?Being able to create audience groups that can be later used to send targeted push campaigns. Example: Send a promotional discount message to visitors from a specific country, who have previously visited a specific page.
Safari Mac
Support
?For a non-HTTPS site, we expect the push notification company to offer a shared P12 certificate and, as a result, a seamless Safari integration. For HTTPS sites, we expect companies to let site owners upload their custom P12 certificate because shared certificate should not be used by HTTPS site owners. Keep in mind that if your site is HTTPS, you will need to make an Apple Developer account (which costs $99/year paid to Apple directly) to create a custom P12 certificate. The entire process is simple and should not take more than 1 hour from start to finish.
Large Image
Support
Unlimited
Subdomains
Unlimited
Team Members
Unlimited
Notifications
Unlimited
Websites
Conversion
Tracking
?Being able to set an event, such as a page visit, as a conversion goal before a push notification message is sent out.
Event Based
Auto Push
?Being able to set automation rules where a pre-composed web push notification is sent out anytime someone triggers a pre-defined event such as a specific page load. Example: send out a warm welcome message any time someone signs up to your website.
Advanced
User Analytics
Custom
User Attributes
?Being able to add custom subscriber information from your internal CRM systems (such as User ID, Name, E-mail, Phone, etc.) to each subscriber so push notifications can be sent based on Custom Attributes.
Emoji
Support
Custom
Branding
Custom
Optin Prompt
Webpushr
FREE

[Our Top Recommendation]
Rank: 1
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Pushnami
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OneSignal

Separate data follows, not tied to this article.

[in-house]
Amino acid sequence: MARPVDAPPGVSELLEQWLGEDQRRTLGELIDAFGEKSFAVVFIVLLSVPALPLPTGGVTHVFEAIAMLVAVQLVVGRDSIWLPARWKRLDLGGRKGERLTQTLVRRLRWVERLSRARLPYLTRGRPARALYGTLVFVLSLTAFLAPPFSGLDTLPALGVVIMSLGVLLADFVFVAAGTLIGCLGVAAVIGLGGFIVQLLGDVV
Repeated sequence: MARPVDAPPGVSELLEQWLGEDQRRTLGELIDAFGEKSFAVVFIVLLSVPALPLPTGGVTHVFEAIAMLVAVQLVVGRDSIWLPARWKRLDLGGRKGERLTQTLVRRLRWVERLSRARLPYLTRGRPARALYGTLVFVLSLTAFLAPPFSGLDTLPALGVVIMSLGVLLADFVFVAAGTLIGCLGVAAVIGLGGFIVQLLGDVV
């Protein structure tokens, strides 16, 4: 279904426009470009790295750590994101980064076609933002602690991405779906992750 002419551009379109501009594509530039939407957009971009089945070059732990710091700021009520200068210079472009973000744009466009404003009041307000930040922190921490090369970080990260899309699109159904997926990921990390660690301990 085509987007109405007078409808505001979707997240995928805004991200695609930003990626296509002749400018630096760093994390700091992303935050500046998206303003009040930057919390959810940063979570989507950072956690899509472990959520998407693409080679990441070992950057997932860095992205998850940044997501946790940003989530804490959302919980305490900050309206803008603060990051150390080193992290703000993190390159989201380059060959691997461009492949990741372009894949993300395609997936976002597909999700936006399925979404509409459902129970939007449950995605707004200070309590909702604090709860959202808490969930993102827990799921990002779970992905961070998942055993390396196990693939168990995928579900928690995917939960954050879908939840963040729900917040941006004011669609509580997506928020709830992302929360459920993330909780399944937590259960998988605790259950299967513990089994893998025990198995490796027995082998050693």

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PushAlert
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Aimtell
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🟢 = Capability is Available; 🟠 = Capability is Partially Available; 🔴 = Capability is Not Available; ⚠️ Alert. Perform due deligence before selection

Additional HTML5 Push Notification Examples:

 

Step-by-step Breakdown of HTML5 Push Notifications Example

  • Step 1: Subscriber Opt In: HTML5 Push can only start when a site visitor is actively prompted to accept receiving push notifications from the HTML5 app. This is an HTML5 requirement and it cannot by skipped or bypassed. Once the user "Allows" for HTML5 to receive push, the subscriber end point information is sent to browser push API company that stores this endpoint information for you. Think of the end point as an address for this visitor.
  • Step 2: As you saw in our HTML5 Push Notification Demo above, once you accepted to receive push message, you were able to receive the push message outside the HTML5 container. This demonstrates that HTML5 push notifications work just like a native app push.

 

Key components of HTML5 push notification demo

An HTML5 push notification basically consists of following 3 key components and is identical to native app push message:

  • 1- Notification Title (the headline of the push message)
  • 2- Notification Message (the second line in the push message)
  • 2- Destination URL (The URL you visit if you click on the push message)
Frequently Asked Question

Why should I use an API for HTML5 Push Notifications? Can I not develop my own API?

The HTML5 standard around push notifications is currently evolving. Each browser manages HTML5 push events slightly differently and being able to create the necessary infrastructure and interconnect with browser gateways is not straight forward. You can certainly create your own HTML5 push notifications infrastructure but our strong recommendation for most companies is to leverage one of the existing API providers that have already spent years developing and stabilizing their HTML5 Push APIs.